- Medical Malpractice
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Thanks to advances in computer engineering and the proliferation of advanced — and cheaper — machines, everyone from software giants and tech companies to hospitals and university researchers are now looking to capitalize upon the growing power of artificial intelligence as it relates to the world of medicine.
Thus far AI has evolved to such a degree that it can analyze a massive amount of information, producing tailored results and, perhaps more impressively, identifying patterns not otherwise obvious to humans.
In the medical realm, this means that AI can be used to conduct real-time analysis of the information present in the electronic medical records, transforming these systems from digital filing cabinets into vast information repositories from which conclusions, trends and even recommendations can be drawn.
“Electronic health records [are] like large quarries where there’s lots of gold, and we’re just beginning to mine them,” said a managing director with Microsoft who is working on adapting AI in health care settings.
To illustrate how AI is currently being used in the medical realm, consider “homemade” systems currently in place at Vanderbilt University Medical Center and St. Jude’s Medical Center. At both of these renowned institutions, patients’ electronic medical records will alert physicians via a highlighted pop-up notification when a particular drug may not work or even whether the patient is likely to need a certain drug in the future.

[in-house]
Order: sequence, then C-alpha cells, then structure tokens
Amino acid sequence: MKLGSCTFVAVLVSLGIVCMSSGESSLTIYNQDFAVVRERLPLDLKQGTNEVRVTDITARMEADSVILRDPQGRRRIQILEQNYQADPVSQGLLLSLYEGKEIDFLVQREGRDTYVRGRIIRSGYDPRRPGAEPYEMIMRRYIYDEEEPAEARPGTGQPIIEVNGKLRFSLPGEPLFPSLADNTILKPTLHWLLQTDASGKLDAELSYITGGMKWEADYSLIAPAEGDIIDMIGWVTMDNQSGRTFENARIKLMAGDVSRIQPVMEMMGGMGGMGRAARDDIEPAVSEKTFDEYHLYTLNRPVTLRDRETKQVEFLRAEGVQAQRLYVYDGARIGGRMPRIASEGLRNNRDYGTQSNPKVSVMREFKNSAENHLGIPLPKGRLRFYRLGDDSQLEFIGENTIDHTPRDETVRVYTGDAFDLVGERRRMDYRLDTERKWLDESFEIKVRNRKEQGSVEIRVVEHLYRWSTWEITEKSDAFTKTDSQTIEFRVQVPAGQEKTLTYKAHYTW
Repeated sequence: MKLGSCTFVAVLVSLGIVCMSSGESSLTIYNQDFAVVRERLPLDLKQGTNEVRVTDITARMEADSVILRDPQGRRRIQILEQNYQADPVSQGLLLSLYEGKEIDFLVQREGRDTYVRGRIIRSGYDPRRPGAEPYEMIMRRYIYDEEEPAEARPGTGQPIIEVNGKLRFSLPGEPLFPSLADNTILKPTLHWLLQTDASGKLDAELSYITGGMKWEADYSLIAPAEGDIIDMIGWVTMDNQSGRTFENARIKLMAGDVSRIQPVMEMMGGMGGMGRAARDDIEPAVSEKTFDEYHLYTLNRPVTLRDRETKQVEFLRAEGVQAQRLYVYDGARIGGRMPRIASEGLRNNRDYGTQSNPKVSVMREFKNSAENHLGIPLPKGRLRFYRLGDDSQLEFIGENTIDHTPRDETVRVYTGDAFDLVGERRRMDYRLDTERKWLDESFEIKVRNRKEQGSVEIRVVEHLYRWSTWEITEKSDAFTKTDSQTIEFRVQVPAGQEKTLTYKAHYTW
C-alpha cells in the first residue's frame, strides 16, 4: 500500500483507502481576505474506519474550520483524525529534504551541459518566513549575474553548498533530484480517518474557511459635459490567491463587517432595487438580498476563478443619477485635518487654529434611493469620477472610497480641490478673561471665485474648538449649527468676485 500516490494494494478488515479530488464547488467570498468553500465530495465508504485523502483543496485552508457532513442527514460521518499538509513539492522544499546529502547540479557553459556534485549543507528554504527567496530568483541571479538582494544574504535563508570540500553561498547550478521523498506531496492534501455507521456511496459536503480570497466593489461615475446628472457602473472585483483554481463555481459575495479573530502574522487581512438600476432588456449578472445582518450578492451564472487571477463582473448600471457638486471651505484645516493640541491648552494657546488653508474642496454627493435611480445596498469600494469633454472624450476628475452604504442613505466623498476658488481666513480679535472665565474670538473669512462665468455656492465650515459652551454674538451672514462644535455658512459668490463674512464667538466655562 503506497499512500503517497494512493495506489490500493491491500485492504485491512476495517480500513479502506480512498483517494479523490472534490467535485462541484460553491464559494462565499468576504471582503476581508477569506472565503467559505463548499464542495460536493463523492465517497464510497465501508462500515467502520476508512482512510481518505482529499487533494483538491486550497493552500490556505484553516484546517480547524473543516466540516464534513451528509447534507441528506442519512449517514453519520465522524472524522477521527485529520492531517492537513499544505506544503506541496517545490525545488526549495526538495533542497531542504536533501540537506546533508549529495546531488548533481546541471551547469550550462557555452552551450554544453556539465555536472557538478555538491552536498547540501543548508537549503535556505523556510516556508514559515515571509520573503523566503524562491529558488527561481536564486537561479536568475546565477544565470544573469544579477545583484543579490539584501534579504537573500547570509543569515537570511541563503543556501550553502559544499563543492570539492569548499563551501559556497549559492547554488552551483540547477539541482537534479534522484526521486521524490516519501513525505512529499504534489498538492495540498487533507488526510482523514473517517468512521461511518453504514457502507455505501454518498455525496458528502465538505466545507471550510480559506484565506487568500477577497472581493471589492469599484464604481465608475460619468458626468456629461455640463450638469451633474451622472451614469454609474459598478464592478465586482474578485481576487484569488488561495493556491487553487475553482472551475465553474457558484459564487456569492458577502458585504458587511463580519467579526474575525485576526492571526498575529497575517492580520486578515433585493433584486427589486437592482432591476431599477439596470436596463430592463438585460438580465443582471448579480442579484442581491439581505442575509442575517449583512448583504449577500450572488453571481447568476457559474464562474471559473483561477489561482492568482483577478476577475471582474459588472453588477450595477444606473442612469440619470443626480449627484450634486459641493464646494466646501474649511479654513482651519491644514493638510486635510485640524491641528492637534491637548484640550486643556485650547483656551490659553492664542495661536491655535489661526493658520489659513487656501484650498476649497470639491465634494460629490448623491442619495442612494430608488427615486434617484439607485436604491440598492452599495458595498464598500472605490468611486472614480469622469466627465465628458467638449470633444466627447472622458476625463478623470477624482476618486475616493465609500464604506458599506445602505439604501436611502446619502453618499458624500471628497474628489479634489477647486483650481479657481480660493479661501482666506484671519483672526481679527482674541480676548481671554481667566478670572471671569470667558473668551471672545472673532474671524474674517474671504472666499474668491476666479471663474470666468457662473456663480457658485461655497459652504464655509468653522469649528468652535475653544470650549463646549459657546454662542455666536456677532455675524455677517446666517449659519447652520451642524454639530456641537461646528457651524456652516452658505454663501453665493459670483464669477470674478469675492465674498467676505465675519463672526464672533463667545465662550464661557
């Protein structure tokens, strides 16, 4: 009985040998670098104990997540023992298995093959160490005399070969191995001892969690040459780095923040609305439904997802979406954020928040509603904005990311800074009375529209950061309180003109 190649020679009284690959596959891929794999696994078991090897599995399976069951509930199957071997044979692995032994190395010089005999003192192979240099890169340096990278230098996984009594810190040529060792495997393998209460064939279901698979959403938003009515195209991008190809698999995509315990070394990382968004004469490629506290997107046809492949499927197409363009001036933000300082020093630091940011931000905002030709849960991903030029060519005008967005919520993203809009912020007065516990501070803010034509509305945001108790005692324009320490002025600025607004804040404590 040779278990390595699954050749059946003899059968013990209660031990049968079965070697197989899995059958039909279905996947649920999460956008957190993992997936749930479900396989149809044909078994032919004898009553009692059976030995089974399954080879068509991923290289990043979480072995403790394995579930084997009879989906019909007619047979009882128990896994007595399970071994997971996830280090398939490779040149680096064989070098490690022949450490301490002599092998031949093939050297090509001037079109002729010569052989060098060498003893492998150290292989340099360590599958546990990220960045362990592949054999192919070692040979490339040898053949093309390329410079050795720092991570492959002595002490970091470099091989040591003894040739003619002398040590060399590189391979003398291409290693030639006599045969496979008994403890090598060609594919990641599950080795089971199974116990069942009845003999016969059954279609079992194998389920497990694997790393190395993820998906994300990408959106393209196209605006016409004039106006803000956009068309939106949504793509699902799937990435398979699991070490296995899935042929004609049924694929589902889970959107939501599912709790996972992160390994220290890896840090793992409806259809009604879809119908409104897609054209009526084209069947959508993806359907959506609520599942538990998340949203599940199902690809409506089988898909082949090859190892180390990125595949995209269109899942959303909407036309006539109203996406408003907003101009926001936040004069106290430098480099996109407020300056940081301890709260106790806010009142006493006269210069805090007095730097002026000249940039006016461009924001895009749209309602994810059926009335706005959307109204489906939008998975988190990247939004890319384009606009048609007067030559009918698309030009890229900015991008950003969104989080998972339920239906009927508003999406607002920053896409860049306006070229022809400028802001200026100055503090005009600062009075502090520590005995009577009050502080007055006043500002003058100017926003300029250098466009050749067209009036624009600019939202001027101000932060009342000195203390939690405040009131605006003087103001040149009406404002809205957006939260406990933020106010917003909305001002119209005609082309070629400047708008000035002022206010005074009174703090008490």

This drug-related advice dispensed by the AI-based system, which uses algorithms developed from the electronic medical records of 16,000 patients, is taken into account by physicians roughly 66 percent of the time.
“The algorithm is pretty good,” said one physician of its drug predication capabilities. “It was smarter than my intuition.”
As impressive as all of this is, experts indicate that AI still needs to undergo vast improvements before it can truly be considered anything close to failsafe. Specifically, they say rather than just analyzing data buckets, it needs to be able to interpret things like images, doctor’s notes and reports.
While these developments are fascinating and encouraging, they also raise some important questions. Will all this ultimately lead to physicians becoming too reliant on technology? Is the AI being used today truly safe for use in patient care or can it result in medical mistakes? What steps are in place to protect patient privacy when developing AI technology?
What are your thoughts on this topic?
Source: Wired, “Artificial intelligence is now telling doctors how to treat you,” Daniela Hernandez, June 2, 2014
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